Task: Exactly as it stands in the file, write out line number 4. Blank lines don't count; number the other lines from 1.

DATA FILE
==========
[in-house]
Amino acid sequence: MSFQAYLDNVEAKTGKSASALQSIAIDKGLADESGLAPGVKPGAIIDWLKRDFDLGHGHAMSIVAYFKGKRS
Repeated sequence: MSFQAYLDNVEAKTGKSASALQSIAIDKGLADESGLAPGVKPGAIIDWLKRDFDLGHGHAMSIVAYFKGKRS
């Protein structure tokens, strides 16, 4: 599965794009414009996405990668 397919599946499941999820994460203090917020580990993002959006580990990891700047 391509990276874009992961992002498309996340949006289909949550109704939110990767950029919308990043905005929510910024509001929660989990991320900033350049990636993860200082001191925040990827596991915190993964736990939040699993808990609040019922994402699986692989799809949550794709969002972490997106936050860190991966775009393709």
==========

């Protein structure tokens, strides 16, 4: 599965794009414009996405990668 397919599946499941999820994460203090917020580990993002959006580990990891700047 391509990276874009992961992002498309996340949006289909949550109704939110990767950029919308990043905005929510910024509001929660989990991320900033350049990636993860200082001191925040990827596991915190993964736990939040699993808990609040019922994402699986692989799809949550794709969002972490997106936050860190991966775009393709």